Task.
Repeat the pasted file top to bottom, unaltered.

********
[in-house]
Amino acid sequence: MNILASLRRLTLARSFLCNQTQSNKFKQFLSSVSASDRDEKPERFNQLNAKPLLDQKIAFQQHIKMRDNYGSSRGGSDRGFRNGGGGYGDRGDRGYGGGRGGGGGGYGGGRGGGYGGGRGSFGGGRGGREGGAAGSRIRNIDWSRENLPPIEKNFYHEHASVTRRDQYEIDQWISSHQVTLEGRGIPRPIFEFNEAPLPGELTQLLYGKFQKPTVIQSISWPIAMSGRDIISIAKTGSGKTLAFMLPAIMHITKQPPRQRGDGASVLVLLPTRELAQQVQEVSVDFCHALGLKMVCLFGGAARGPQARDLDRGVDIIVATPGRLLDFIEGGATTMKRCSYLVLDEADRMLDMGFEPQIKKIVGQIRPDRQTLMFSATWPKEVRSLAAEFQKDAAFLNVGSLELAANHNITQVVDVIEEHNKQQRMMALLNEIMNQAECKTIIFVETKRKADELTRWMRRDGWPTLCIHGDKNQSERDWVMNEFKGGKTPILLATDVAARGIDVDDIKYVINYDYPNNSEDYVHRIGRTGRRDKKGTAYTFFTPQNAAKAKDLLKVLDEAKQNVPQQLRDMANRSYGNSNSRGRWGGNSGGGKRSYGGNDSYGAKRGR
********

[in-house]
Amino acid sequence: MNILASLRRLTLARSFLCNQTQSNKFKQFLSSVSASDRDEKPERFNQLNAKPLLDQKIAFQQHIKMRDNYGSSRGGSDRGFRNGGGGYGDRGDRGYGGGRGGGGGGYGGGRGGGYGGGRGSFGGGRGGREGGAAGSRIRNIDWSRENLPPIEKNFYHEHASVTRRDQYEIDQWISSHQVTLEGRGIPRPIFEFNEAPLPGELTQLLYGKFQKPTVIQSISWPIAMSGRDIISIAKTGSGKTLAFMLPAIMHITKQPPRQRGDGASVLVLLPTRELAQQVQEVSVDFCHALGLKMVCLFGGAARGPQARDLDRGVDIIVATPGRLLDFIEGGATTMKRCSYLVLDEADRMLDMGFEPQIKKIVGQIRPDRQTLMFSATWPKEVRSLAAEFQKDAAFLNVGSLELAANHNITQVVDVIEEHNKQQRMMALLNEIMNQAECKTIIFVETKRKADELTRWMRRDGWPTLCIHGDKNQSERDWVMNEFKGGKTPILLATDVAARGIDVDDIKYVINYDYPNNSEDYVHRIGRTGRRDKKGTAYTFFTPQNAAKAKDLLKVLDEAKQNVPQQLRDMANRSYGNSNSRGRWGGNSGGGKRSYGGNDSYGAKRGR